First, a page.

Federal officials put a ban yesterday on the sale of 10 imported wines contaminated with an ingredient in antifreeze barely a week after authorities ordered the testing of Italian wines for contamination with a different substance.
Traces of diethylene glycol, an agent used in antifreeze, have been found in 10 vintage brands of Austrian, German and Italian wines, the Bureau of Alcohol, Tobacco and Firearms said yesterday. Wine distributors in the United States were ordered to "get rid of the wine," a spokesman said.
A total of 95 wines, including the 10 added to the list yesterday, have been found to contain hazardous levels of diethylene glycol since the first bottles of adulterated Austrian wines were discovered last summer.
The potentially lethal substance is used to add sweetness and body to poor quality wines. Some vintners have added more than acceptable levels of the substance to their wines, officials said.
The low contamination in the wines listed yesterday probably pose only a slight health hazard, officials said, but the effect of consumption over a long time is uncertain. Diethylene glycol can cause nausea, as well as kidney stones if consumed in large amounts for long periods.
The contamination is not linked to the problem of methanol-laced wines that has resulted in at least 22 deaths in Italy, according to ATF spokeswoman Dot Koester.
Federal officials stopped the importation last week of all Italian wines that failed to be certified as safe by Italian authorities, and ordered all U.S. distributors to test their Italian wine stocks. As a result, many merchants halted sales of the wines. The vintages still are widely available, officials said.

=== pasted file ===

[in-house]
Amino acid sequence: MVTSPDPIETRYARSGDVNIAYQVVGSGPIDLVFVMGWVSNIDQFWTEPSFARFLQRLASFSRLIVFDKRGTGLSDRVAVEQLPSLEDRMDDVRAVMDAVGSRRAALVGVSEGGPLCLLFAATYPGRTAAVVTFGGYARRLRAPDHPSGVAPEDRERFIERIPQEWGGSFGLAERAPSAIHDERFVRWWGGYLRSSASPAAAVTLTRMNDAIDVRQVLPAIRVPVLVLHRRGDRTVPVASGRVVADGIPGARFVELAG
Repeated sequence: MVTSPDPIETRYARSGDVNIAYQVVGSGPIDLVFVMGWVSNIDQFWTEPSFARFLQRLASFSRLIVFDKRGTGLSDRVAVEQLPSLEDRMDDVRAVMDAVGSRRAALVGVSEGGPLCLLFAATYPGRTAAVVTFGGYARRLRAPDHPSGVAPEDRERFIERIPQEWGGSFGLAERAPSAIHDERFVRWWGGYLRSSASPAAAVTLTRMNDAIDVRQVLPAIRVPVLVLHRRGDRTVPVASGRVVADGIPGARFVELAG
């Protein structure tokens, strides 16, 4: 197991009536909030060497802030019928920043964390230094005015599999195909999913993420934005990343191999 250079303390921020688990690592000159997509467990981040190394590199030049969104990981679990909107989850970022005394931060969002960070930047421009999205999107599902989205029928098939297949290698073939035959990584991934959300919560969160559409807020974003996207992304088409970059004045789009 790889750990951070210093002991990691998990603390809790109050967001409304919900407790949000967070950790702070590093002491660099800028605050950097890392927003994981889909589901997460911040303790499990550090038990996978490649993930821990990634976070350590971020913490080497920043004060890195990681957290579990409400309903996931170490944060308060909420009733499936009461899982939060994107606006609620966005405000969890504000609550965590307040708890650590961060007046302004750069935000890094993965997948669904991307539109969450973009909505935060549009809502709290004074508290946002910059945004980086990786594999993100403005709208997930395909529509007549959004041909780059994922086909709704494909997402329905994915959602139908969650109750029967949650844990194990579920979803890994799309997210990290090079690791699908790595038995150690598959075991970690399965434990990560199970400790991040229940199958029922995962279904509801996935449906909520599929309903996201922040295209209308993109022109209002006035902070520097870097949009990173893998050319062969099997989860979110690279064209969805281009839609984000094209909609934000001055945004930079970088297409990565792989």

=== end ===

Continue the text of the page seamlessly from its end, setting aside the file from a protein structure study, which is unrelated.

In Maryland, the Montgomery County Department of Liquor Control approved the sale of three wines, basing its decision on findings by the Pennsylvania State Liquor Control Board, which is testing Italian wines. The sale of other Italian wines was banned at government-operated liquor stores, but the wines are available at grocery and retail stores elsewhere in the state.
Safeway stores continued to keep the Italian wines off its shelves yesterday, awaiting approval of specific labels from federal authorities.
Koester said the agency's laboratories in Rockville and San Francisco have found no traces of methanol, or wood alcohol, among the 250 Italian vintages tested so far.
The Austrian wines banned yesterday are 1976 Edelstaler Trockenbeerenauslese, and Ruster Red WPG Rust-Neusiedlersee. The banned German wines are 1983 Gau-Kongerheimer Vogelsang and 1978 St. Martiner Schlos Ludwigshohe. The banned Italian wines are 1983 Tenuta Di Pomino DOC, 1978 Barra Gattinara, 1983 Fattoria Paradiso, 1971 Kiola Barolo DOC, 1983 Valenti Dolcetto d'Alba DOC and 1984 Valenti Chardonnay.